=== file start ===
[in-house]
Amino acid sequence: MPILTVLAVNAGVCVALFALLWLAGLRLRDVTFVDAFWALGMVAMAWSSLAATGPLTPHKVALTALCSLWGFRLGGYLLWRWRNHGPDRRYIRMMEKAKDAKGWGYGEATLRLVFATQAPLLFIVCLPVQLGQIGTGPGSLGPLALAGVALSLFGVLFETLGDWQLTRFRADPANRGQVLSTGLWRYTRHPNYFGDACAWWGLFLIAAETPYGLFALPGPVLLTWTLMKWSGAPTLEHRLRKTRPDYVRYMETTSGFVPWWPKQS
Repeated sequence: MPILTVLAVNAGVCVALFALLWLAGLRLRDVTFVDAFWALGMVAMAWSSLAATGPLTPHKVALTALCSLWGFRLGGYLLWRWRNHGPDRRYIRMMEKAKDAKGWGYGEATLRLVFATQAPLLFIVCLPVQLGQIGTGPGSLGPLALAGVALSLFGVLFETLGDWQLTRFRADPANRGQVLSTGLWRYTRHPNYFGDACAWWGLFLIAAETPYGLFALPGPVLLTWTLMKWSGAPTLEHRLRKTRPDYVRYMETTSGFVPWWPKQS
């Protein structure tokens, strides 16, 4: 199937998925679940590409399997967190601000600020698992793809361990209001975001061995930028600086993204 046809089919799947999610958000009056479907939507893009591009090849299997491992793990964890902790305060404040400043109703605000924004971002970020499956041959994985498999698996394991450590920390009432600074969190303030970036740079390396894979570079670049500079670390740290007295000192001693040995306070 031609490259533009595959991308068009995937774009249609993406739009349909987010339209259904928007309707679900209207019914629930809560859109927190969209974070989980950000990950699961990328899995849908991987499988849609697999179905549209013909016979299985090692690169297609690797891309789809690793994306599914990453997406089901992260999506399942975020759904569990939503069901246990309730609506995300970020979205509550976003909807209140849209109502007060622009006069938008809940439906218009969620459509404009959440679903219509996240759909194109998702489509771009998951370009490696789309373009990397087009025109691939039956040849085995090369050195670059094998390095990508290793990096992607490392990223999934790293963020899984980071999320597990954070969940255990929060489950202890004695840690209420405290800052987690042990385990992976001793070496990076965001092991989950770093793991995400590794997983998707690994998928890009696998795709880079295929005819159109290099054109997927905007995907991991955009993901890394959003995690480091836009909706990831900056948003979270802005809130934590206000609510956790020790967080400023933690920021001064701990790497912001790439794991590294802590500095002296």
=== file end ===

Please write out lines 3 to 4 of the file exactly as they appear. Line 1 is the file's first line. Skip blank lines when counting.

Repeated sequence: MPILTVLAVNAGVCVALFALLWLAGLRLRDVTFVDAFWALGMVAMAWSSLAATGPLTPHKVALTALCSLWGFRLGGYLLWRWRNHGPDRRYIRMMEKAKDAKGWGYGEATLRLVFATQAPLLFIVCLPVQLGQIGTGPGSLGPLALAGVALSLFGVLFETLGDWQLTRFRADPANRGQVLSTGLWRYTRHPNYFGDACAWWGLFLIAAETPYGLFALPGPVLLTWTLMKWSGAPTLEHRLRKTRPDYVRYMETTSGFVPWWPKQS
């Protein structure tokens, strides 16, 4: 199937998925679940590409399997967190601000600020698992793809361990209001975001061995930028600086993204 046809089919799947999610958000009056479907939507893009591009090849299997491992793990964890902790305060404040400043109703605000924004971002970020499956041959994985498999698996394991450590920390009432600074969190303030970036740079390396894979570079670049500079670390740290007295000192001693040995306070 031609490259533009595959991308068009995937774009249609993406739009349909987010339209259904928007309707679900209207019914629930809560859109927190969209974070989980950000990950699961990328899995849908991987499988849609697999179905549209013909016979299985090692690169297609690797891309789809690793994306599914990453997406089901992260999506399942975020759904569990939503069901246990309730609506995300970020979205509550976003909807209140849209109502007060622009006069938008809940439906218009969620459509404009959440679903219509996240759909194109998702489509771009998951370009490696789309373009990397087009025109691939039956040849085995090369050195670059094998390095990508290793990096992607490392990223999934790293963020899984980071999320597990954070969940255990929060489950202890004695840690209420405290800052987690042990385990992976001793070496990076965001092991989950770093793991995400590794997983998707690994998928890009696998795709880079295929005819159109290099054109997927905007995907991991955009993901890394959003995690480091836009909706990831900056948003979270802005809130934590206000609510956790020790967080400023933690920021001064701990790497912001790439794991590294802590500095002296």